As best I recall, I answered her question by asking her to read Isaiah 53:5 again. “Did Christ die for your transgressions and iniquities?” I asked. She responded in the affirmative. “Did Christ fully and completely deal with your sin on the cross, or was it only partially effective?”. Completely effective was her response. “Do you still sin?” I asked. “Is there any sin your life?”. “Yes.” she replied. And I had the same experience. Indwelling sin in my life, all while profoundly knowing that Christ had dealt with my sin on the cross. Then I answered her original question by saying, that as free from sin as I was right now, due to the death of Christ on the cross and His resurrection, that was as free from sickness as I was now in Christ. I am as ultimately free, and I am as temporally beset.
Christ died to set us free from sin and death and sickness and suffering. We are free from all four of these apocalyptic horsemen of doom. But I still sin, I get sick, and there will be more suffering in my life, and then I will die. The last enemy is death it says in 1 Corinthians 15:26. Death clearly has an end that has not yet come. It will get me, but it has no sting.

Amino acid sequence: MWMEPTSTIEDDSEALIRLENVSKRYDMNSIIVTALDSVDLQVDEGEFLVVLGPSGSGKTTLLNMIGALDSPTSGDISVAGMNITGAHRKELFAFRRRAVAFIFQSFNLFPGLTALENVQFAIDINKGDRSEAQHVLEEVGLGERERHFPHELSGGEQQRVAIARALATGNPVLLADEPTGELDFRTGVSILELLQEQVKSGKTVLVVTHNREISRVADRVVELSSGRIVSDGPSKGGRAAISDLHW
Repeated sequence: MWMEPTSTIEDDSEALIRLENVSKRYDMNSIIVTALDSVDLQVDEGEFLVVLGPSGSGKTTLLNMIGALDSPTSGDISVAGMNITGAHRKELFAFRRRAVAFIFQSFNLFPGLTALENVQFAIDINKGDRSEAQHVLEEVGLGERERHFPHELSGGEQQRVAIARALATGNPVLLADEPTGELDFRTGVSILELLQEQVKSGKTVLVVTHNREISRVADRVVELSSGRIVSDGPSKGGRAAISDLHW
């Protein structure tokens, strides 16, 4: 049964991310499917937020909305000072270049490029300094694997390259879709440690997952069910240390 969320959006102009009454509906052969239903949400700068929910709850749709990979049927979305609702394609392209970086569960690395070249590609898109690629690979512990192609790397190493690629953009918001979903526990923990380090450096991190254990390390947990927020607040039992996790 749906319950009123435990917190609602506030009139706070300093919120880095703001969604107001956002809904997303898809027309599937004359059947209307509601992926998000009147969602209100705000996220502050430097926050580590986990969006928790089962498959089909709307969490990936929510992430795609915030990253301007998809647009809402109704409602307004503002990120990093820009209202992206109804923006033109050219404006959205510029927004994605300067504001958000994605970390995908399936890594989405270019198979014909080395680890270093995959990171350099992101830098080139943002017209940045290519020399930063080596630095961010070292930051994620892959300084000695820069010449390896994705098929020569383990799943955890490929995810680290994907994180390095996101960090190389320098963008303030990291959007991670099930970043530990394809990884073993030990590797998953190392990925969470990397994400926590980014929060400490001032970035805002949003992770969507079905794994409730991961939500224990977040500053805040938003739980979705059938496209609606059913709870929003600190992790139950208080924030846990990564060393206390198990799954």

When Jesus freed the paralytic from his sickness as a sign that his sins were forgiven, which was greater? The power to heal or the power to forgive sins? Greater is the power of Christ to forgive and deal with sin than mere physical healing. That was the very point Jesus was making. Jesus had authority over sin and over sickness. And yet today, indwelt by the Holy Spirit, as a new creation in Christ, I had already failed to love the Lord my God with all my heart before I sat down to breakfast! I have sinned, missed the mark, fallen short.